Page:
Open Access
Berman, Scott W
Area of Honors:
Chemical Engineering
Bachelor of Science
Document Type:
Thesis Supervisors:
  • Andrew Zydney, Thesis Supervisor
  • Dr. Michael John Janik, Honors Advisor
  • ultrafiltration
  • RNA
  • membrane
  • transmission
  • RNA ultrafiltration
  • Biomax
  • Durapore
  • concentration polarization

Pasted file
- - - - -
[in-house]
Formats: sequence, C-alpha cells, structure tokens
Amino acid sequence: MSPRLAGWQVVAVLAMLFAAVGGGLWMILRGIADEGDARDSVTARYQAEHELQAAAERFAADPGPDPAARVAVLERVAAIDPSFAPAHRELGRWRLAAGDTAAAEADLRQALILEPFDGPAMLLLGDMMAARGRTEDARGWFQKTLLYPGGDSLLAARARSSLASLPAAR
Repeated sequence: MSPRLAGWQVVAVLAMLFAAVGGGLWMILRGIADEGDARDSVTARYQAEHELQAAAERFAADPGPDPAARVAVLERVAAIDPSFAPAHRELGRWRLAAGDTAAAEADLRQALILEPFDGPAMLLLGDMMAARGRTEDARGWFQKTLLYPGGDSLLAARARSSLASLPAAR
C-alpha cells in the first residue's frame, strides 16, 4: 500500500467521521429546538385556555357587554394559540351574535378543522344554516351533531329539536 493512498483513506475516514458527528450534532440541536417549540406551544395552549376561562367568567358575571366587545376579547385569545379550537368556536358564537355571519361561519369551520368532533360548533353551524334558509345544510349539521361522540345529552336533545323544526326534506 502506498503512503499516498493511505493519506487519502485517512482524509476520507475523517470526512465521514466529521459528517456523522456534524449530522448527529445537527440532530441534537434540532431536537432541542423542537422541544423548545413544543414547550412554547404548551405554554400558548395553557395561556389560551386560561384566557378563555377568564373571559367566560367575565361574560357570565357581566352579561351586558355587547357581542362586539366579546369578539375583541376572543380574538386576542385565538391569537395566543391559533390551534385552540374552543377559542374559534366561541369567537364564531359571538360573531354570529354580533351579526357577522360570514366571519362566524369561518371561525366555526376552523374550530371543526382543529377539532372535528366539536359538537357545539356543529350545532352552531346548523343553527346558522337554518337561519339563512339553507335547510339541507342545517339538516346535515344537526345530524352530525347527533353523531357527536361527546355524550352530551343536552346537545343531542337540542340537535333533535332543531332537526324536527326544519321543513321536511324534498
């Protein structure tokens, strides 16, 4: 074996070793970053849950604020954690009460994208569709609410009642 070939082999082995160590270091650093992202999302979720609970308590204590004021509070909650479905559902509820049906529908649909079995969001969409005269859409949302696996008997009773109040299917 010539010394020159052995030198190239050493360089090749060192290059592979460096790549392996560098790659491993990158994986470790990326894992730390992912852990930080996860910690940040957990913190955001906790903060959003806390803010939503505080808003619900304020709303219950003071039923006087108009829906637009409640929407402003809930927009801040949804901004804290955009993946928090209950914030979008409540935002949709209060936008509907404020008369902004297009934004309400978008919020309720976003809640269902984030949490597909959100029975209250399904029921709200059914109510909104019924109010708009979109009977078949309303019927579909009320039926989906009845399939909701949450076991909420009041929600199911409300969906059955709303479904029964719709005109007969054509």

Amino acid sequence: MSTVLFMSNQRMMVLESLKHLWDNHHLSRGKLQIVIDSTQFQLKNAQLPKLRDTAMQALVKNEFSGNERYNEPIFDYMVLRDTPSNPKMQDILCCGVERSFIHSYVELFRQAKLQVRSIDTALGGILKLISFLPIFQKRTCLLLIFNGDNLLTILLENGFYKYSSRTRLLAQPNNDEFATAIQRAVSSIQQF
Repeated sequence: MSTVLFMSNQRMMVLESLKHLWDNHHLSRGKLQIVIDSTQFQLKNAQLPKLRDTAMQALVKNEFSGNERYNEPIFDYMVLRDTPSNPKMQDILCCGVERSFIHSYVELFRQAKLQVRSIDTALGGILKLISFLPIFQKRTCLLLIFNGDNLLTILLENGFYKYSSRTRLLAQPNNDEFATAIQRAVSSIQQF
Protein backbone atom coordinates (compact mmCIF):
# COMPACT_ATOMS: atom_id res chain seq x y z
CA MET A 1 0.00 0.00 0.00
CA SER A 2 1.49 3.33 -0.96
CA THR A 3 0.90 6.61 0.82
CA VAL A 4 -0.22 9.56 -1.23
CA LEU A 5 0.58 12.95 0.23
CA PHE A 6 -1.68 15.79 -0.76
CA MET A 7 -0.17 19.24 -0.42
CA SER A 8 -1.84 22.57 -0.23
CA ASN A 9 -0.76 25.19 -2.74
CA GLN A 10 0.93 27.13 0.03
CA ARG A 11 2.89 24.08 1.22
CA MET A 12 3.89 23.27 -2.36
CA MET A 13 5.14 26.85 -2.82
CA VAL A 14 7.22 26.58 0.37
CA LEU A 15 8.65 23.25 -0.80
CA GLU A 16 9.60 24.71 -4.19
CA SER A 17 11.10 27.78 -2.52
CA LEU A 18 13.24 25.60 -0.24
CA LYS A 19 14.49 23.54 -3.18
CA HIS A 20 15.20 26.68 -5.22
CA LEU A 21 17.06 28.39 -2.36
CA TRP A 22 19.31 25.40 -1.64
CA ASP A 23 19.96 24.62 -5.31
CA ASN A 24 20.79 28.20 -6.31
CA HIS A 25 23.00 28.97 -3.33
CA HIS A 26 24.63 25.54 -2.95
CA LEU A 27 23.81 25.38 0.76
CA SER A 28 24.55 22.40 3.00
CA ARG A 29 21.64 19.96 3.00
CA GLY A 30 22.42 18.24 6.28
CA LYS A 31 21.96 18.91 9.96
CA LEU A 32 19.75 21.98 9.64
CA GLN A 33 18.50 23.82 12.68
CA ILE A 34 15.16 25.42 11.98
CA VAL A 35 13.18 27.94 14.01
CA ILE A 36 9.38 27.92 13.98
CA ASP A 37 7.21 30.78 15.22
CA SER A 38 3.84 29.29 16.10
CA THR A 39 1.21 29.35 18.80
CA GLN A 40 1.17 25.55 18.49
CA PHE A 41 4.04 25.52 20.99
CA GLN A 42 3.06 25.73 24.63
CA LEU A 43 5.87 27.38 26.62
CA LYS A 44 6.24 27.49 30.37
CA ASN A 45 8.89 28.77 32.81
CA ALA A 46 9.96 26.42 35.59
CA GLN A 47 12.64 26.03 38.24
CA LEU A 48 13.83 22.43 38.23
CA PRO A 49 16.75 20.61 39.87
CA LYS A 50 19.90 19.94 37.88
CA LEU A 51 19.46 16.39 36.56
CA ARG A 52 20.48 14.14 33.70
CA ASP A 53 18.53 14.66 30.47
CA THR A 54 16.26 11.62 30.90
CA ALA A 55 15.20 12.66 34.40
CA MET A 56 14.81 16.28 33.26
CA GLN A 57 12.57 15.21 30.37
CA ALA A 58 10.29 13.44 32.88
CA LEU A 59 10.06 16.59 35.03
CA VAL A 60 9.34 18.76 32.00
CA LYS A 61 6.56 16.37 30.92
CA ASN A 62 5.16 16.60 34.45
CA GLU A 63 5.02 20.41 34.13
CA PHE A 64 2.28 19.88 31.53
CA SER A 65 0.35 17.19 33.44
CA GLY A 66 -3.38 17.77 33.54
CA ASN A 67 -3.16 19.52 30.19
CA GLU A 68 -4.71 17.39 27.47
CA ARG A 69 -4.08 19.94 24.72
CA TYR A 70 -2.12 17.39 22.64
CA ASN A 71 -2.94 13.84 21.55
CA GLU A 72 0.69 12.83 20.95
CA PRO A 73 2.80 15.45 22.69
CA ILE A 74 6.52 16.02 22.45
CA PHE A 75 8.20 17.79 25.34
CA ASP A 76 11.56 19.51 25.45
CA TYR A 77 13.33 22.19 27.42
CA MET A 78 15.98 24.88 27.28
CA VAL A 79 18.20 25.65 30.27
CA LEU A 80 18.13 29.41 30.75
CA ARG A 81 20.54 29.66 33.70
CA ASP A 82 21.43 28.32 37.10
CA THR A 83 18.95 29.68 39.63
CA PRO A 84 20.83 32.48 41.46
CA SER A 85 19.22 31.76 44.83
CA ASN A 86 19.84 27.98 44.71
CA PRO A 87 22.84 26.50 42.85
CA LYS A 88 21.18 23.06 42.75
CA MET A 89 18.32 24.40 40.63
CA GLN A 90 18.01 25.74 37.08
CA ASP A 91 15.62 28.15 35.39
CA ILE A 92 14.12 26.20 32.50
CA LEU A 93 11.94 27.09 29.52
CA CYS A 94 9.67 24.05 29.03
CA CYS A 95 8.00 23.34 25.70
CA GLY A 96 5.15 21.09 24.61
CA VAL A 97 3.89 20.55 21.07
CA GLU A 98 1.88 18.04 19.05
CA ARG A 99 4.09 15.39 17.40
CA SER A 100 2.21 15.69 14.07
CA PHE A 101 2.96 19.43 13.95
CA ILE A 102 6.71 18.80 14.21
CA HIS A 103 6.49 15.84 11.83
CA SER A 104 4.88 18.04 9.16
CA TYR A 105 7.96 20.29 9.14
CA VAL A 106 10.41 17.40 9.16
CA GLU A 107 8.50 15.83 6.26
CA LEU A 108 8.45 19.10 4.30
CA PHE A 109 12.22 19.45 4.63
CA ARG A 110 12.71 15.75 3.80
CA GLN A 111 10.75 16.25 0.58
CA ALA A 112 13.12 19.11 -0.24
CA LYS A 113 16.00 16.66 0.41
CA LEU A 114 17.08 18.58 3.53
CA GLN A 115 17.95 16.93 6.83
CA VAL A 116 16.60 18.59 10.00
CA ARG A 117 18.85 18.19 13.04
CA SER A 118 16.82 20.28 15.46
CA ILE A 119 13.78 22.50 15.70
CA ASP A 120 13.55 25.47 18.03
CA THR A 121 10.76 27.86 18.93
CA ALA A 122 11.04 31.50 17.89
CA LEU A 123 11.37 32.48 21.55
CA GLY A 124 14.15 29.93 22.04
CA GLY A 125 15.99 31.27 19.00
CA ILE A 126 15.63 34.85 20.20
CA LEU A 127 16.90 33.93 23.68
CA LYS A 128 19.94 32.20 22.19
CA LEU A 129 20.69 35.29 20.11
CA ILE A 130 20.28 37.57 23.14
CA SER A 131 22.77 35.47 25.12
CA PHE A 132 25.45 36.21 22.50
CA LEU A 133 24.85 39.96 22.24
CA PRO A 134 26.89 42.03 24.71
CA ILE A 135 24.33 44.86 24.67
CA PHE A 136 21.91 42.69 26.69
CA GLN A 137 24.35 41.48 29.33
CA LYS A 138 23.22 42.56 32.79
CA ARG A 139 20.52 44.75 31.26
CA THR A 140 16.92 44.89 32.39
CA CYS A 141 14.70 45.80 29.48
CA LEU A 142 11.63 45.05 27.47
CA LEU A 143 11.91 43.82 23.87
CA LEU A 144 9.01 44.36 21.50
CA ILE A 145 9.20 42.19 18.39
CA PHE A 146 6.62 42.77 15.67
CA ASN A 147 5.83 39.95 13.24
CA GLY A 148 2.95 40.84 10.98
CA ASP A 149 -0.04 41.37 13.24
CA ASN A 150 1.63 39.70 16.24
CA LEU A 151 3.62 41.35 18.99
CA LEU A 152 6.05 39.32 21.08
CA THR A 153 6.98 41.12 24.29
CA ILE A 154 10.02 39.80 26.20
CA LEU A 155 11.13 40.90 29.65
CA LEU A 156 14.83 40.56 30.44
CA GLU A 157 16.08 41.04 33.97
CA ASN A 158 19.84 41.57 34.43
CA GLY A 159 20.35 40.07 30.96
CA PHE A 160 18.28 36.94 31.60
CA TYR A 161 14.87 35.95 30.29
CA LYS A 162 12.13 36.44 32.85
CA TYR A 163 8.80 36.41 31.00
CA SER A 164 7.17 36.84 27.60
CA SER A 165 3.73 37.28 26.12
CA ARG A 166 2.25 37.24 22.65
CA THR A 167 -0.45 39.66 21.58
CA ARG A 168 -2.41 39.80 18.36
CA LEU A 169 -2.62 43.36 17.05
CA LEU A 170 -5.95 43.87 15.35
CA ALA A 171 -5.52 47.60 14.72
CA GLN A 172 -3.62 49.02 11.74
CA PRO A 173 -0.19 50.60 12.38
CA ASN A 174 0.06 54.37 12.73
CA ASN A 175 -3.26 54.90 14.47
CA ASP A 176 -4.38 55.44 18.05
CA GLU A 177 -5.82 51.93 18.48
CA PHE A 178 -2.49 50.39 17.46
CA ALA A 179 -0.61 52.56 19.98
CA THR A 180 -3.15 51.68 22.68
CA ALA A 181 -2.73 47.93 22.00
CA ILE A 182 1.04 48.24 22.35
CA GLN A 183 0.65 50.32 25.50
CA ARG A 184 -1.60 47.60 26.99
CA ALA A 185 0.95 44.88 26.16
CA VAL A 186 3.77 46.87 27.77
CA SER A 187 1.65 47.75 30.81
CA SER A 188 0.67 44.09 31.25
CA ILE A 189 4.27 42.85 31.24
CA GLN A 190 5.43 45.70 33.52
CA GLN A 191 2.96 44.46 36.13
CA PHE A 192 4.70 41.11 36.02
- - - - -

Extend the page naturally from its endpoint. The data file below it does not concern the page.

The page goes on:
Recent studies of DNA ultrafiltration have demonstrated the potential for vastly improving the performance of membrane-based DNA separations by controlling the pore morphology to pre-stretch the DNA prior to filtration through the very small pores of the ultrafiltration membrane. This pre-stretching leads to an increase in DNA transmission and a reduction in membrane fouling. The objective of this thesis was to determine whether a similar approach could be used to enhance the performance of RNA ultrafiltration given the growing interest in RNA-based therapies. Experiments were performed in a stirred ultrafiltration cell using polyethersulfone Biomax membranes. Data were obtained with asymmetric membranes with the flow in either the normal (tight side facing the feed) or reverse orientations as well as with composite membrane structures created by placing a symmetric 0.22 µm pore size Durapore membrane on top of a small pore size ultrafiltration membrane. Transmission through the 100 kDa nominal molecular weight cutoff membrane was very high in both orientations, reflecting the smaller size and greater flexibility of RNA compared to DNA. RNA transmission through the 30 kDa membrane was much greater when operated with the reverse orientation, although it was not possible to clearly determine if this increase in transmission was due to pre-stretching of the RNA or to concentration polarization effects in the support structure. The results do suggest that the ultrafiltration performance for RNA separations can potentially be enhanced by controlling the underlying pore morphology of the membrane.